2. Brilliant – my girlfriend and I spent the weekend at the Amsterdam Ikea fighting, mostly about what would fit and what won’t — I just happened to download Sketchup to design the rooms, so this comes at a brilliant time (also a good example when two adults work *together* on a project…)

    Any chance you can make the Google Sketchup elements available?

    • Thanks for the comments. I made a link available to my Sketchup file above so you can try yourself and see which items fit in your space.

      Good Luck!

    • The drawers don’t bend forward. They feel secure, and open and close as you’d want.

      I’m not sure what you’re trying to fit that drawer into, but I’d get the largest drawer that IKEA sells to fit in the opening you have. The more wood you can secure the drawer unit to the door to, the better.

      I used this fully extending drawer which has a stop as well…http://www.ikea.com/us/en/catalog/products/20117565

  3. Pingback: BESTA cable management - am I not getting it? - IKEA FANS

  4. Thanks for the Framsta vertical hole idea! If Ikea would have made the vertical supports a bit smaller diameter too and provided holes it would be a great system. Your lucky your wife didn’t opt for the glass top on the base cabinets.

    • Yeah, I really wish they thought things out more when designing the pieces. Funny you mention the glass tops because we actually did opt for that idea, but then realized with the Framsta panels attached to the cabinets it wouldn’t sit flush.

      We called a glass company to cut it down to size but they said since the glass was tempered it couldn’t be cut. So we ended up returning them. They really should sell narrower pieces to fit with the Framsta panels attached too.

      • regarding the glass tops. You can use the 2 pack of glass that comes with the panels as a topper they are 12″ wide as opposed to the 15″ wide ones!

        • Thank God for you, Gina! I was having the same problem as CP regarding the glass tops not fitting with the framsta attached. Just did the measurements ref your glass panel idea and it will fit!

  5. Amazing! We are about to start wall to wall boockshelves, about 10 ft wide by 8 ft tall. Tried with Pax, but shelves sagged badly. Will now use Hemnes (all wood)or Besta (particleboard, but only 22 inch span). The salesman at the store assures us that the Besta particleboard is made from stronger hardwood chips that result in a much stronger shelf then Pax or Billy. Thoughts? Thanks/Cesar

    • Sounds like a great idea. Not sure about strength of particleboard though compared to Pax. I’d take a few large books into IKEA (or something heavy), & put them on each shelf and see before buying.

  6. For the bottom cabinets, did you use the ~10″ high x ~19″ deep cabinets, or the ~15″ high x ~16″ deep cabinets? I’m just curious because your sketchup shows the bottom cabinets being the lower and deeper cabinets, but your shopping list looks like it all uses the same size (15″hx16″d) cabinets. It’s hard to tell by the pictures. Thanks for all the details and congrats on a really nice setup!

    • Good eye. I used the ~15″ x 16″ deep cabinets. I did initially plan on the shorter 10″ cabinets (as shown in the Sketchup), but then realized one of my components would be too tall for it. Thanks and hope this helps.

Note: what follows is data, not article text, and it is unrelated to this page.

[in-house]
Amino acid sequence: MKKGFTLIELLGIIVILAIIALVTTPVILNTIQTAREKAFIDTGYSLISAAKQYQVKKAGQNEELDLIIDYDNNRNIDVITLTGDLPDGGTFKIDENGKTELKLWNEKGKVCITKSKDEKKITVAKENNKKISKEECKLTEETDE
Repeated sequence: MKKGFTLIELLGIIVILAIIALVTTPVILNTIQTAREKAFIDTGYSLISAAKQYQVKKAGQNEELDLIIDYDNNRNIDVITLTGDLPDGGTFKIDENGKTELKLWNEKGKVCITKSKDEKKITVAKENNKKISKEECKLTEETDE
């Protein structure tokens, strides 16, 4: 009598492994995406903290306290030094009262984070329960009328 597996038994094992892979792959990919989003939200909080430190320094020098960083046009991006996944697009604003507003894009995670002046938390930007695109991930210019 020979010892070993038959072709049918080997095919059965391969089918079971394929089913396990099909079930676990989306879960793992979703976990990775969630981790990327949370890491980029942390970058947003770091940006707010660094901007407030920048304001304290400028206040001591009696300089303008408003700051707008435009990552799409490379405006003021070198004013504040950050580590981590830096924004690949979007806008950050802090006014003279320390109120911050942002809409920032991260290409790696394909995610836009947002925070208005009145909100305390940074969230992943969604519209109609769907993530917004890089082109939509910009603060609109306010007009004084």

• Definitely helps.. I’m at the point now playing with sketchup and designing things.. and just noticed this small discrepancy. Thanks for sharing all your plans/details, it certainly helps other folks out (it’s a big help to myself). The “problem” with these ikea pieces seems to be ventilation (I guess it’s a problem with any built ins), and it’s a toss up of how to deal with it.. Either leaving components out in the open, or perhaps installing ventilation somehow (the cabinet needing ventilation would need to be open on the side). Thanks again for your details. Nice work!

        • Yeah, true story on the ventilation. For most my components I’m fine with the holes I drilled out back. There’s some gap between the whole system and the wall so air can escape out the side.

          For my PS3 though, it’s an issue and if I’m using for over 30 minutes I usually just leave the door that houses it slightly ajar. This is after installing a couple USB fans to help out with ventilation as well.

  7. Wow! GREAT explanations and photos to go along. I’m looking forward to my next home design project thanks to you! side note: cats LOVE to help/comment on home projects don’t they? Mine are very opinionated as to where my drill bits belong (under furniture).

  8. Great great job!!!

    I have deep audio components. I have a 16″ deep Integra Pre Amp and Amp. With the cables and such, I probably need at least 18″.

    Do your audio components all fit in those modules? Do you have deep audio components?

    I noticed that the cabinets for bedroom stuff seems deeper?

    I was also thinking about getting the Framsta panels but was going to get the white glass ones and illuminate them with colored led lighting. Is the white panel glass or wood in your setup. I wonder how hard it would be to have someone cut holes in glass panes?

    Thanks in advance for any advice

    • Thanks Frederick.

      I have a 15″ deep Denon Receiver and it just fits with the speaker wires coming out the back. I think it’d be hard to get another 1″ in there, but if you aren’t mounting it to wall then you should be fine.

      They do have some deeper cabinets (I think 19″) but they are a little shorter, so not sure if that works for your application or not.